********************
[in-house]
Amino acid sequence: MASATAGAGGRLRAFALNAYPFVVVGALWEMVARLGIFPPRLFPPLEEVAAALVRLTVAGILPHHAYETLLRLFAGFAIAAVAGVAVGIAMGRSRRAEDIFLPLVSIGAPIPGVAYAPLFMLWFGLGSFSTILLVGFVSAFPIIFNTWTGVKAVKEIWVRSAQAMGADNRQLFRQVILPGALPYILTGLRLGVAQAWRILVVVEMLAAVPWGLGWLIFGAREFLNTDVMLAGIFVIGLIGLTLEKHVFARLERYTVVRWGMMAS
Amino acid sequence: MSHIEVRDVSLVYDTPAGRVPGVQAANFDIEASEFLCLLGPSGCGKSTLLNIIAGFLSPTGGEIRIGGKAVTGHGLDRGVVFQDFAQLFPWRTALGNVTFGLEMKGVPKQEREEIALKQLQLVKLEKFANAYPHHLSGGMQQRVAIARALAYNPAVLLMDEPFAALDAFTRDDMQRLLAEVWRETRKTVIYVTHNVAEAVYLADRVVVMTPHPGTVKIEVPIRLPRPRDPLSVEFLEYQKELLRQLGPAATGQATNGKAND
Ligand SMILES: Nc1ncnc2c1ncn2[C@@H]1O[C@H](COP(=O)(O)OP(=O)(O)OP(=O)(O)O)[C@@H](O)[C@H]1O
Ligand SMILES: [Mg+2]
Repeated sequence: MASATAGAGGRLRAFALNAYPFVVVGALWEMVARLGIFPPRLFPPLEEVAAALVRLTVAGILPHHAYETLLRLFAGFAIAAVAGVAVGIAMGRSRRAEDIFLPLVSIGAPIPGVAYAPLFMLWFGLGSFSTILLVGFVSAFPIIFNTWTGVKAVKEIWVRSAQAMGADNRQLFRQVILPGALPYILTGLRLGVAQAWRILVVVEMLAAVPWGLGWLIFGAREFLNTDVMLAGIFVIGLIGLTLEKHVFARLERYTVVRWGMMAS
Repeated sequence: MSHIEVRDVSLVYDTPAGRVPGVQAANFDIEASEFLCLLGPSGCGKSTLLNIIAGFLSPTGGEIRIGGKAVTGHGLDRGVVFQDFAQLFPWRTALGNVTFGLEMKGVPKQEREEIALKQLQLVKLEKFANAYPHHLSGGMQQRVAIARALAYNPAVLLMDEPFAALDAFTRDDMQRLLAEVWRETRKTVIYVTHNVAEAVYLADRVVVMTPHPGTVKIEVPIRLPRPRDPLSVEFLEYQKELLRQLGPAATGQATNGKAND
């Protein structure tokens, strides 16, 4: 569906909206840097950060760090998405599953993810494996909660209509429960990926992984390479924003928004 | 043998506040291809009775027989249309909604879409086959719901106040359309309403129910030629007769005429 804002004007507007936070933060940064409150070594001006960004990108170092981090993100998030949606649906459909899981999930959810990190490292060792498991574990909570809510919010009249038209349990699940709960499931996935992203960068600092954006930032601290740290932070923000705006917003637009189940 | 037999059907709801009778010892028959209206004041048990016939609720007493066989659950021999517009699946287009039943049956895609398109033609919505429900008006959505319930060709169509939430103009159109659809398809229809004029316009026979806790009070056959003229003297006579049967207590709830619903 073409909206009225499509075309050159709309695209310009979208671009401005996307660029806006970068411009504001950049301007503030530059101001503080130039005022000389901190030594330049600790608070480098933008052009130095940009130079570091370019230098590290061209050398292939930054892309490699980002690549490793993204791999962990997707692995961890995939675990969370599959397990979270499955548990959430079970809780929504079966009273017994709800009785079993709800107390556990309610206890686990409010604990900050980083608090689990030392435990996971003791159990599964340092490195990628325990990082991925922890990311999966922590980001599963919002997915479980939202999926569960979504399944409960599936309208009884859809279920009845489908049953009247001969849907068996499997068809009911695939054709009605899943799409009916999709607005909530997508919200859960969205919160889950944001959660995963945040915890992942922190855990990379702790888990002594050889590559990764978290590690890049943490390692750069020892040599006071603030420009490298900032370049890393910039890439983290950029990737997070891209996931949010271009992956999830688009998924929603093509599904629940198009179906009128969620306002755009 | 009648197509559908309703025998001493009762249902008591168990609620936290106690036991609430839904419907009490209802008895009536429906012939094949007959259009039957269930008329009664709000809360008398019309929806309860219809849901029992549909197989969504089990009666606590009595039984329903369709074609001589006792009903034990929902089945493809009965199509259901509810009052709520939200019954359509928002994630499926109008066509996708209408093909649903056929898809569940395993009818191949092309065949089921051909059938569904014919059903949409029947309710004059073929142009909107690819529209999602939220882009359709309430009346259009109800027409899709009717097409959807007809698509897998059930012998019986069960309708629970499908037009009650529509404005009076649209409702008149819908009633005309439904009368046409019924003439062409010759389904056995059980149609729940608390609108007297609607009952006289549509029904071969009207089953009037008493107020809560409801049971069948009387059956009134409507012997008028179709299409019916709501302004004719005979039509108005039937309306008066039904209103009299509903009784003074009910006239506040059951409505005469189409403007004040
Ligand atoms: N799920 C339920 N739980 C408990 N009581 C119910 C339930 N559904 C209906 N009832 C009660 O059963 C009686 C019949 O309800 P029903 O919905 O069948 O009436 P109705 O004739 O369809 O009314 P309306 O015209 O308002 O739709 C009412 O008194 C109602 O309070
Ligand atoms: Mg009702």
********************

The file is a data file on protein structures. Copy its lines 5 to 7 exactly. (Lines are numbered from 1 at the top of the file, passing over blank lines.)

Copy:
Ligand SMILES: [Mg+2]
Repeated sequence: MASATAGAGGRLRAFALNAYPFVVVGALWEMVARLGIFPPRLFPPLEEVAAALVRLTVAGILPHHAYETLLRLFAGFAIAAVAGVAVGIAMGRSRRAEDIFLPLVSIGAPIPGVAYAPLFMLWFGLGSFSTILLVGFVSAFPIIFNTWTGVKAVKEIWVRSAQAMGADNRQLFRQVILPGALPYILTGLRLGVAQAWRILVVVEMLAAVPWGLGWLIFGAREFLNTDVMLAGIFVIGLIGLTLEKHVFARLERYTVVRWGMMAS
Repeated sequence: MSHIEVRDVSLVYDTPAGRVPGVQAANFDIEASEFLCLLGPSGCGKSTLLNIIAGFLSPTGGEIRIGGKAVTGHGLDRGVVFQDFAQLFPWRTALGNVTFGLEMKGVPKQEREEIALKQLQLVKLEKFANAYPHHLSGGMQQRVAIARALAYNPAVLLMDEPFAALDAFTRDDMQRLLAEVWRETRKTVIYVTHNVAEAVYLADRVVVMTPHPGTVKIEVPIRLPRPRDPLSVEFLEYQKELLRQLGPAATGQATNGKAND